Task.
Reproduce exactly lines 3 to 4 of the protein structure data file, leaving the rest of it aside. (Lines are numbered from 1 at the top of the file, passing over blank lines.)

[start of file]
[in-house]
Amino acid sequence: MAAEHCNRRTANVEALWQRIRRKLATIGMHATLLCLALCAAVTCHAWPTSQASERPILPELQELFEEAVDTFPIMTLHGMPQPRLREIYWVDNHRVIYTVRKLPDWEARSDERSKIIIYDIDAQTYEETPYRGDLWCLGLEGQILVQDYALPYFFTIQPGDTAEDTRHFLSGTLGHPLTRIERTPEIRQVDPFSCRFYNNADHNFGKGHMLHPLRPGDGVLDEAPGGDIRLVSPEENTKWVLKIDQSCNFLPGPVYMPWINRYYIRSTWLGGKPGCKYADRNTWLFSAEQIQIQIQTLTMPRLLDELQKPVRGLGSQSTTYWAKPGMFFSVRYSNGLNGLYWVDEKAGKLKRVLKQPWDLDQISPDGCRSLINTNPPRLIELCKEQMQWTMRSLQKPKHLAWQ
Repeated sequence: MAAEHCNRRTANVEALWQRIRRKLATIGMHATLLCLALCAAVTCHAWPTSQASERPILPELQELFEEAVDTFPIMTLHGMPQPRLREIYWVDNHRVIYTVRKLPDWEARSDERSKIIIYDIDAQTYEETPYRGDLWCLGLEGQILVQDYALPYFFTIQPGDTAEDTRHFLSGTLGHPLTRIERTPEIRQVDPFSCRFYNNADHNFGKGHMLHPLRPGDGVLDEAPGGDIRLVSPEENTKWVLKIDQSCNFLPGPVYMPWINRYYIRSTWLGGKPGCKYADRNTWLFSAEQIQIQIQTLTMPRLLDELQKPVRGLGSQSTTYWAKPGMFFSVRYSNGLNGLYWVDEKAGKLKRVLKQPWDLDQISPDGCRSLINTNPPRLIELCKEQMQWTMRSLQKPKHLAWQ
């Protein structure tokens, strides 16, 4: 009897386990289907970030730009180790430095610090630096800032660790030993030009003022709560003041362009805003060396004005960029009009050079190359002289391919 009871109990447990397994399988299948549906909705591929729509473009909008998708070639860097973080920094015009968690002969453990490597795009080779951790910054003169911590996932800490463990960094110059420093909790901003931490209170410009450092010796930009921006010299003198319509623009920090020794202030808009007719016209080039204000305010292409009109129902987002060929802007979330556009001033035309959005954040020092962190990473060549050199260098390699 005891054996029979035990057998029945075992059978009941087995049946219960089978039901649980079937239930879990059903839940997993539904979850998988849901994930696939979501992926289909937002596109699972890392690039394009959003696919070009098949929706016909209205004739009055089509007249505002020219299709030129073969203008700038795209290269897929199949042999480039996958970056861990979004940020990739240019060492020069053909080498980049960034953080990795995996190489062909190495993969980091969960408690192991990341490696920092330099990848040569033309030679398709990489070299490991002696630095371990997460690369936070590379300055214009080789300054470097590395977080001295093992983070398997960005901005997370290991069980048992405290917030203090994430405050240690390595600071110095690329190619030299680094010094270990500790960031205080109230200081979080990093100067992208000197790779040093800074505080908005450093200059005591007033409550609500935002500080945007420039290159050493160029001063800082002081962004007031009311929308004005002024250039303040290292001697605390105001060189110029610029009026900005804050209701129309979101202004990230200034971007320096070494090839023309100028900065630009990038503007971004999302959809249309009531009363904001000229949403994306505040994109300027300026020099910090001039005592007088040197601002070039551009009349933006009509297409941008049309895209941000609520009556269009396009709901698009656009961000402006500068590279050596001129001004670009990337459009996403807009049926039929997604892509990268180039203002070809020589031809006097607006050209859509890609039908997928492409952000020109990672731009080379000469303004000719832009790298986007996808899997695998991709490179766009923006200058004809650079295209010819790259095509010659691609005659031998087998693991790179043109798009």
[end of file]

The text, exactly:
Repeated sequence: MAAEHCNRRTANVEALWQRIRRKLATIGMHATLLCLALCAAVTCHAWPTSQASERPILPELQELFEEAVDTFPIMTLHGMPQPRLREIYWVDNHRVIYTVRKLPDWEARSDERSKIIIYDIDAQTYEETPYRGDLWCLGLEGQILVQDYALPYFFTIQPGDTAEDTRHFLSGTLGHPLTRIERTPEIRQVDPFSCRFYNNADHNFGKGHMLHPLRPGDGVLDEAPGGDIRLVSPEENTKWVLKIDQSCNFLPGPVYMPWINRYYIRSTWLGGKPGCKYADRNTWLFSAEQIQIQIQTLTMPRLLDELQKPVRGLGSQSTTYWAKPGMFFSVRYSNGLNGLYWVDEKAGKLKRVLKQPWDLDQISPDGCRSLINTNPPRLIELCKEQMQWTMRSLQKPKHLAWQ
């Protein structure tokens, strides 16, 4: 009897386990289907970030730009180790430095610090630096800032660790030993030009003022709560003041362009805003060396004005960029009009050079190359002289391919 009871109990447990397994399988299948549906909705591929729509473009909008998708070639860097973080920094015009968690002969453990490597795009080779951790910054003169911590996932800490463990960094110059420093909790901003931490209170410009450092010796930009921006010299003198319509623009920090020794202030808009007719016209080039204000305010292409009109129902987002060929802007979330556009001033035309959005954040020092962190990473060549050199260098390699 005891054996029979035990057998029945075992059978009941087995049946219960089978039901649980079937239930879990059903839940997993539904979850998988849901994930696939979501992926289909937002596109699972890392690039394009959003696919070009098949929706016909209205004739009055089509007249505002020219299709030129073969203008700038795209290269897929199949042999480039996958970056861990979004940020990739240019060492020069053909080498980049960034953080990795995996190489062909190495993969980091969960408690192991990341490696920092330099990848040569033309030679398709990489070299490991002696630095371990997460690369936070590379300055214009080789300054470097590395977080001295093992983070398997960005901005997370290991069980048992405290917030203090994430405050240690390595600071110095690329190619030299680094010094270990500790960031205080109230200081979080990093100067992208000197790779040093800074505080908005450093200059005591007033409550609500935002500080945007420039290159050493160029001063800082002081962004007031009311929308004005002024250039303040290292001697605390105001060189110029610029009026900005804050209701129309979101202004990230200034971007320096070494090839023309100028900065630009990038503007971004999302959809249309009531009363904001000229949403994306505040994109300027300026020099910090001039005592007088040197601002070039551009009349933006009509297409941008049309895209941000609520009556269009396009709901698009656009961000402006500068590279050596001129001004670009990337459009996403807009049926039929997604892509990268180039203002070809020589031809006097607006050209859509890609039908997928492409952000020109990672731009080379000469303004000719832009790298986007996808899997695998991709490179766009923006200058004809650079295209010819790259095509010659691609005659031998087998693991790179043109798009």